Radiation is a powerful energy that can be used to kill germs, sterilize medical equipment and other substances and to destroy harmful cancer cells. It also can be used to help diagnose and treat certain types of cancers, but the effects on the human body from radiation vary widely depending on the application and the amount of exposure.
Health Effects from High Doses of Ionizing Radiation
Ionizing radiation can damage cells, or atoms in the cells, by breaking chemical bonds that hold them together. This can cause a cell to die or to change its DNA, the genetic information that controls the chemical and physical functions of the cell.
People are exposed to ionizing radiation in many ways, including from medical tests and treatments, nuclear power plants and radioactive materials that can be found in nature. It can also be absorbed by the body, either through ingestion (from food or water) or breathing. The body metabolizes (processes) the ionizing radiation to eliminate it from the body.
Some people are very sensitive to radiation and can have serious health effects when they are exposed to it. These people are usually babies, children, pregnant women and those with weakened immune systems.
The health effects from high doses of radiation can include acute radiation syndrome (ARS), skin burns and cancer. ARS is sometimes called “radiation sickness” and may cause symptoms such as headache, vomiting, dizziness and diarrhea that start within hours of being exposed to radiation. In some cases, ARS can cause death within days or weeks.
Acute health effects from low doses of ionizing radiation are less well understood. There is no known threshold below which there is no risk, and the effects of exposure to low doses of radiation are more uncertain than those from high doses of radiation.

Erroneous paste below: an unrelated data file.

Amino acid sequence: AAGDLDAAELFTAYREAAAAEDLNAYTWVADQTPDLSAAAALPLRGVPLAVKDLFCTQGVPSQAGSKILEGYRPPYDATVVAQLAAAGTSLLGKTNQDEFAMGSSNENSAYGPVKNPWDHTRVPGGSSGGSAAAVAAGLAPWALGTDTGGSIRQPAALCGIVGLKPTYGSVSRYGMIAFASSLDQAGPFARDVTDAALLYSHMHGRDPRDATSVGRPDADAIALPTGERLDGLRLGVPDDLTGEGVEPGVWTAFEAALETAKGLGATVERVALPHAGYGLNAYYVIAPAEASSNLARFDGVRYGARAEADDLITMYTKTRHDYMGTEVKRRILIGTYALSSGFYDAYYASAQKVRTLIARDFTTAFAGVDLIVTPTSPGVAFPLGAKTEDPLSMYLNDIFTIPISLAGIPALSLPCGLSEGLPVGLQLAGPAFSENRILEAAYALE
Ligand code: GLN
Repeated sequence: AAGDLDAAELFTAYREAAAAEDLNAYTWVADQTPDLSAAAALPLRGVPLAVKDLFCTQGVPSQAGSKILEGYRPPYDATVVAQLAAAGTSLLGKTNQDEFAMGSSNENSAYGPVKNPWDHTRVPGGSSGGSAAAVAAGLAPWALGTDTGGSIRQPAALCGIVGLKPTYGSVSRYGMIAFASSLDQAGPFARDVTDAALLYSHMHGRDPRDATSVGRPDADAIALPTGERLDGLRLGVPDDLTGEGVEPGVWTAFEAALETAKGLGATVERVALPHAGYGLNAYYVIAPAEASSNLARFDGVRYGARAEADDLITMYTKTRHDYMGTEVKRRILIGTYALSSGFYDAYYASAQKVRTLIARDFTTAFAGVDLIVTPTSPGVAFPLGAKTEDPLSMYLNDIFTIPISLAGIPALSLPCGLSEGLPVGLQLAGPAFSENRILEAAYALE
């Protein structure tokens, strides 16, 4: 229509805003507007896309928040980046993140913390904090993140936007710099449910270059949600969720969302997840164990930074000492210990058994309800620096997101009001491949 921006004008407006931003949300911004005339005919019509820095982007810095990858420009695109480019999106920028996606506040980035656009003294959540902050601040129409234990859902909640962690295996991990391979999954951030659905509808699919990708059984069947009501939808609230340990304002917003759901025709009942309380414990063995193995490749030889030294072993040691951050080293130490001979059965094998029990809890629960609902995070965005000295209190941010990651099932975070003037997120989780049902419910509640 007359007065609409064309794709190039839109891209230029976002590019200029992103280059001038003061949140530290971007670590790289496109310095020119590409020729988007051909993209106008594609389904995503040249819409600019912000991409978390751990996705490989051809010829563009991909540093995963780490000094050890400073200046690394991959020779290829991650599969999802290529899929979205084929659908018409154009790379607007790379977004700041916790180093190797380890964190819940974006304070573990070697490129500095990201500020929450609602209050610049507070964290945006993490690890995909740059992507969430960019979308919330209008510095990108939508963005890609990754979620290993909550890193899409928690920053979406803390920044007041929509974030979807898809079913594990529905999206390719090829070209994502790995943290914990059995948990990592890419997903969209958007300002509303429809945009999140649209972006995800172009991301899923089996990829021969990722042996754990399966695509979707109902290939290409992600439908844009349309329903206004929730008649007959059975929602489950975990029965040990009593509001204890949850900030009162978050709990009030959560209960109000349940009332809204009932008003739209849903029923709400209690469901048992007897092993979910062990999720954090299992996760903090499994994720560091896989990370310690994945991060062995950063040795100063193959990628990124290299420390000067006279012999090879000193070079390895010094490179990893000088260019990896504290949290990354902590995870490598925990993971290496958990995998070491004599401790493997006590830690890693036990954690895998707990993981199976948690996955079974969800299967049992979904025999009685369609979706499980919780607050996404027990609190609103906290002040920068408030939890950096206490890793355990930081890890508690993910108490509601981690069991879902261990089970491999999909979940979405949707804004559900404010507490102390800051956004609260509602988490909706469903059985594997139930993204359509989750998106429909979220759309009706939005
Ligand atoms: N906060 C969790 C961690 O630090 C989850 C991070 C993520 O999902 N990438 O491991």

In determining the risk of cancer from exposure to low doses of radiation, it is important to consider factors such as age, gender, other exposures and genetic factors. For example, infants who have been exposed to excessive radiation doses before they are born can develop chromosome abnormalities that lead to cancer.
Ionizing radiation can also cause other health problems. For example, ionizing radiation can break chemical bonds that hold the chromosomes of cells together and change the genes inside the cells. These changes can lead to genetic damage that affects how the cells work and how they reproduce.
Survivors of atomic bombings and other high doses of radiation have an excess risk of some types of cancer. In these cases, it is important to follow up on survivors throughout their lives.
It is also important to take into account the effects of ionizing radiation on cells and tissues that are exposed for long periods of time, such as workers at the Chernobyl nuclear power plant in 1986. A study of these workers showed that the risk of cancer from exposure to this radiation increased over time.
Despite the fact that high doses of radiation can cause health problems, it is clear that the benefits to mankind outweigh the risks in most applications. The use of radiation has been a lifesaver in medicine, industry and agriculture; it is also a critical tool for the detection and treatment of some cancers.